This is one breakfast meal I concocted during said busy planning time. Admittedly, it does require a certain amount of preparation time, but it's very easy and it's wonderfully versatile. In fact it can serve as a foundation for your buckwheat porridge adventures. You can go crazy with this. PLUS, any leftover porridge (even though it sounds ludicrous, I have seen it happen; buckwheat is a complete protein thus very filling) can be scooped up in spoonfuls and frozen for a quick cool snack.
Buckwheat can be consumed raw or cooked, but you get more out of it if you eat it raw, so make sure you have a 'raw' buckwheat packet, not 'roasted'. Raw kernels are lighter in colour.
Despite its name, buckwheat is not related to wheat. In fact, it's not grass. It's actually a pseudocereal; a seed (so is amaranth and quinoa).
So this recipe doesn't contain gluten, thus is safe for celiacs or anyone leading a gluten-free lifestyle (something I'm steering towards at the moment).
After the soaking, your buckwheat requires 3 rinse-drain cycles. To continue with the example, if you soak the buckwheat Monday morning, then before you sleep Monday evening, rinse well (it's natural for the water to be murky, don't worry), and drain off the excess water. Put in a bowl (without water) that's a bit bigger than the amount of buckwheat you have, because your groats will grow. Let it sit overnight and rinse and drain again in the morning. Do the same at night, and it will be ready to use the next morning. Make sure you remove as much excess water as possible during the rinse-drain cycle, and DO NOT miss a cycle because your buckwheat will start to stink and go bad. Also, as much as you can, keep the bowl of buckwheat away from heat sources such as cookers.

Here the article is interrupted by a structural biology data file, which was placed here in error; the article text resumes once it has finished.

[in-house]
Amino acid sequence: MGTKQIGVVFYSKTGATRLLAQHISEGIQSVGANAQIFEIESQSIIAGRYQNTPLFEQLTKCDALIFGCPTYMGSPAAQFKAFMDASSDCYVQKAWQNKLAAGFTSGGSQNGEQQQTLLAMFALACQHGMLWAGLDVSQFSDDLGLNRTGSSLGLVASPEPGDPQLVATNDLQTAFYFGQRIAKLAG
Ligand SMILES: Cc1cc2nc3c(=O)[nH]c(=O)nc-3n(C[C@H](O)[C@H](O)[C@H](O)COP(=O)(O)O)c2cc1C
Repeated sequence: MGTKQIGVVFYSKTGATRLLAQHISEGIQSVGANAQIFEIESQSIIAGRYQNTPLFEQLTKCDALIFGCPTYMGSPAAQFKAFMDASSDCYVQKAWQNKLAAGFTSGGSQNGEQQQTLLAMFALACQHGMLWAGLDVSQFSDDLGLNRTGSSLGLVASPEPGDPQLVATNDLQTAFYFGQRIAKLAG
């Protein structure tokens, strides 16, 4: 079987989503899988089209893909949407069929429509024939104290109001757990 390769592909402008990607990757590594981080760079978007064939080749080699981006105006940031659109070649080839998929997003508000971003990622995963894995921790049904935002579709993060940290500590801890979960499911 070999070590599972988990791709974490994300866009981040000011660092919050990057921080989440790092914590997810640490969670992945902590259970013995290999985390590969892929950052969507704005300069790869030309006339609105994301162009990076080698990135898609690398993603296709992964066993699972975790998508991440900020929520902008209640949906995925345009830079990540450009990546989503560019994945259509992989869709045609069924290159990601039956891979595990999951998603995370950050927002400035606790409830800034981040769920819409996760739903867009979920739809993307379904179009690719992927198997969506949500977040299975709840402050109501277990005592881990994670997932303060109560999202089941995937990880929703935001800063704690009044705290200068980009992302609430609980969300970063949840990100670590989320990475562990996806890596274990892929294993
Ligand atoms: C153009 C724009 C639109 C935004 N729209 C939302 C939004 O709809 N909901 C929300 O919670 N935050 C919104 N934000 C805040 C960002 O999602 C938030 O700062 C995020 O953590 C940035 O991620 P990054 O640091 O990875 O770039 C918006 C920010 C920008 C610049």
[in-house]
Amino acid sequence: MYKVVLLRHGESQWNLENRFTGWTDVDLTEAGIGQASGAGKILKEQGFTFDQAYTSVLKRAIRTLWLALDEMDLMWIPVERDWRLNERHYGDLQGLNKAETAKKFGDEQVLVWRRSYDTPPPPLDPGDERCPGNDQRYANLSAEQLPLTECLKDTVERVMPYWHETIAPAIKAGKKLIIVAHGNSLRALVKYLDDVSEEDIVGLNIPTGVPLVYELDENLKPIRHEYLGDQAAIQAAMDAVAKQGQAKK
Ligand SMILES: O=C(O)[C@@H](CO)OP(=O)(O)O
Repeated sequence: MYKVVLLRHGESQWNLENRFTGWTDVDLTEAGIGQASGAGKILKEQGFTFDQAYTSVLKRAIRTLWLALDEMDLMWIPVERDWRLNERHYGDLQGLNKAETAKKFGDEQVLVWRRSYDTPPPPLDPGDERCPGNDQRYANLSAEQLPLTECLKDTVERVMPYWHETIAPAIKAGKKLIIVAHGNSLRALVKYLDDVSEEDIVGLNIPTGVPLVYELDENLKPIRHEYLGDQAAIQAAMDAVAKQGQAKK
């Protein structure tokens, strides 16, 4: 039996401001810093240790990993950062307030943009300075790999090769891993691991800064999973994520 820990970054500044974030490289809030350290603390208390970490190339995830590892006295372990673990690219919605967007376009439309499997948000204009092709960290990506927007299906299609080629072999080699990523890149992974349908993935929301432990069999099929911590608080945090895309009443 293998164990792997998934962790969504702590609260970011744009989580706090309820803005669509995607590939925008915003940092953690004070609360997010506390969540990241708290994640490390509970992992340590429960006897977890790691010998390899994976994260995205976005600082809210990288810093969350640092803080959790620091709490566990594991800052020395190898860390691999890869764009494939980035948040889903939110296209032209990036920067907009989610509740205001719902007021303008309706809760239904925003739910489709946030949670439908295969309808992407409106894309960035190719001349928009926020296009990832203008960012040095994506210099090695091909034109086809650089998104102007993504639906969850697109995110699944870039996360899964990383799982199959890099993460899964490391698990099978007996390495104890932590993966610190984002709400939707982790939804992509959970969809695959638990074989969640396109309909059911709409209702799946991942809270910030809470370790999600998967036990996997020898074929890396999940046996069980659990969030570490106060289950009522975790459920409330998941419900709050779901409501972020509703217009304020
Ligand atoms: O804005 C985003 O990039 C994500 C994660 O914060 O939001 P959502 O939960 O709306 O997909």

Now we're ready for our recipe.
SPROUTED BUCKWHEAT PORRIDGE
WITH ROASTED HAZELNUTS
sprouting time: 2 days
preparation time after sprouting: 10-15 minutes
roasting: 15 minutes
oven: gas mark 4 / 350°F / 180°C
This recipe can be easily modified to your taste buds' content. You can mix in any of the following:
EQUIPMENT & INGREDIENTS
1 big bowl
food processor / blender
Have some porridge left over? Not to worry. Take out a tray and some baking paper, or a silicone sheet. Scoop up the mixture one tablespoon at a time, forming 'cookies'. Freeze. That's it. You haven't wasted your porridge, and now you have a ready-made refreshing snack to munch on whenever you feel like.